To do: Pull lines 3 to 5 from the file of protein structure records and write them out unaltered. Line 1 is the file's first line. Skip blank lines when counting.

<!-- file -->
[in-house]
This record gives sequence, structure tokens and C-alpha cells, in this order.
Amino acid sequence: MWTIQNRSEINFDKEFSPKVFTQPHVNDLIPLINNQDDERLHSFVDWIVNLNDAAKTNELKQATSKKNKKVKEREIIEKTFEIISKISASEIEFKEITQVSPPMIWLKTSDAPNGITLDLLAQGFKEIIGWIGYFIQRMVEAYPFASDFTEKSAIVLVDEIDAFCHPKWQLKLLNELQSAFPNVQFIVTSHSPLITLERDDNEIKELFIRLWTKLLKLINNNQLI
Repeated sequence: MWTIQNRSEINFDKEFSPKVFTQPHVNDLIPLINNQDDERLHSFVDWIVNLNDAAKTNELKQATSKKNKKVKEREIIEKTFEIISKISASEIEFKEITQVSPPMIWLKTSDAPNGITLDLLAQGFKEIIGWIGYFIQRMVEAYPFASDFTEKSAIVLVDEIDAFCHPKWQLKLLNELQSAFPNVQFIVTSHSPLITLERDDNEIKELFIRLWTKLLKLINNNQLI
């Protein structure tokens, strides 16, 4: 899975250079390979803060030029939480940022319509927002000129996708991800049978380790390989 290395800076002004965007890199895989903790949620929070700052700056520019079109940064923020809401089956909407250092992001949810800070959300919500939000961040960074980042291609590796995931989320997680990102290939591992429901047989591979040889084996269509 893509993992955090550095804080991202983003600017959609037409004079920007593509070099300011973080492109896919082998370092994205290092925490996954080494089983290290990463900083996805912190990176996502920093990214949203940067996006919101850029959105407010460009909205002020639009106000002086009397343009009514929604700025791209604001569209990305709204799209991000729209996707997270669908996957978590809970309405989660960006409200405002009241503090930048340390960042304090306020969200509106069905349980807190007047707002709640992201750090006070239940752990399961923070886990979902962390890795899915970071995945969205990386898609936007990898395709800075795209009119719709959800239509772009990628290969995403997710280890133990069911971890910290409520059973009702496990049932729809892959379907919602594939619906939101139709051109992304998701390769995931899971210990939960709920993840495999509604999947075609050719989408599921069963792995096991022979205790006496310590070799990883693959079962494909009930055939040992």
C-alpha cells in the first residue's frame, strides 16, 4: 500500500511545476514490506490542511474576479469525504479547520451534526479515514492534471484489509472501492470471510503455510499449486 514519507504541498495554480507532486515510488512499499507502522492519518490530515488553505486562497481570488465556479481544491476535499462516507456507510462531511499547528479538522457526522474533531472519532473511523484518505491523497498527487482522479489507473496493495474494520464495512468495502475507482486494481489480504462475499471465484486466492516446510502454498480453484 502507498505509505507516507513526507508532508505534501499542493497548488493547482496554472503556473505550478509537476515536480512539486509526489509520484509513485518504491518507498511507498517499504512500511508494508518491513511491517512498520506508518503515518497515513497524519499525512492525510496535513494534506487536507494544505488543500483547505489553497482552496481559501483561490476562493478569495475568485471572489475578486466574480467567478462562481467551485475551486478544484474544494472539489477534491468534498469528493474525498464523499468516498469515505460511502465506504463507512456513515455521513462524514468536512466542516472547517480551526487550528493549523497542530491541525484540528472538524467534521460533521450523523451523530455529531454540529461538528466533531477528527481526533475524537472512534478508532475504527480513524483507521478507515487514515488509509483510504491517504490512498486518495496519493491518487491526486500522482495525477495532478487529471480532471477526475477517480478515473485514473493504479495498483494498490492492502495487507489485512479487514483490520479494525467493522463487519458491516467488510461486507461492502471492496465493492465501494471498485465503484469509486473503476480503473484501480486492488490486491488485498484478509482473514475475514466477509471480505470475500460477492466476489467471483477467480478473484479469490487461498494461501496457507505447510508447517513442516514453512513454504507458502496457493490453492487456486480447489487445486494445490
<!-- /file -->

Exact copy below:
Amino acid sequence: MWTIQNRSEINFDKEFSPKVFTQPHVNDLIPLINNQDDERLHSFVDWIVNLNDAAKTNELKQATSKKNKKVKEREIIEKTFEIISKISASEIEFKEITQVSPPMIWLKTSDAPNGITLDLLAQGFKEIIGWIGYFIQRMVEAYPFASDFTEKSAIVLVDEIDAFCHPKWQLKLLNELQSAFPNVQFIVTSHSPLITLERDDNEIKELFIRLWTKLLKLINNNQLI
Repeated sequence: MWTIQNRSEINFDKEFSPKVFTQPHVNDLIPLINNQDDERLHSFVDWIVNLNDAAKTNELKQATSKKNKKVKEREIIEKTFEIISKISASEIEFKEITQVSPPMIWLKTSDAPNGITLDLLAQGFKEIIGWIGYFIQRMVEAYPFASDFTEKSAIVLVDEIDAFCHPKWQLKLLNELQSAFPNVQFIVTSHSPLITLERDDNEIKELFIRLWTKLLKLINNNQLI
């Protein structure tokens, strides 16, 4: 899975250079390979803060030029939480940022319509927002000129996708991800049978380790390989 290395800076002004965007890199895989903790949620929070700052700056520019079109940064923020809401089956909407250092992001949810800070959300919500939000961040960074980042291609590796995931989320997680990102290939591992429901047989591979040889084996269509 893509993992955090550095804080991202983003600017959609037409004079920007593509070099300011973080492109896919082998370092994205290092925490996954080494089983290290990463900083996805912190990176996502920093990214949203940067996006919101850029959105407010460009909205002020639009106000002086009397343009009514929604700025791209604001569209990305709204799209991000729209996707997270669908996957978590809970309405989660960006409200405002009241503090930048340390960042304090306020969200509106069905349980807190007047707002709640992201750090006070239940752990399961923070886990979902962390890795899915970071995945969205990386898609936007990898395709800075795209009119719709959800239509772009990628290969995403997710280890133990069911971890910290409520059973009702496990049932729809892959379907919602594939619906939101139709051109992304998701390769995931899971210990939960709920993840495999509604999947075609050719989408599921069963792995096991022979205790006496310590070799990883693959079962494909009930055939040992």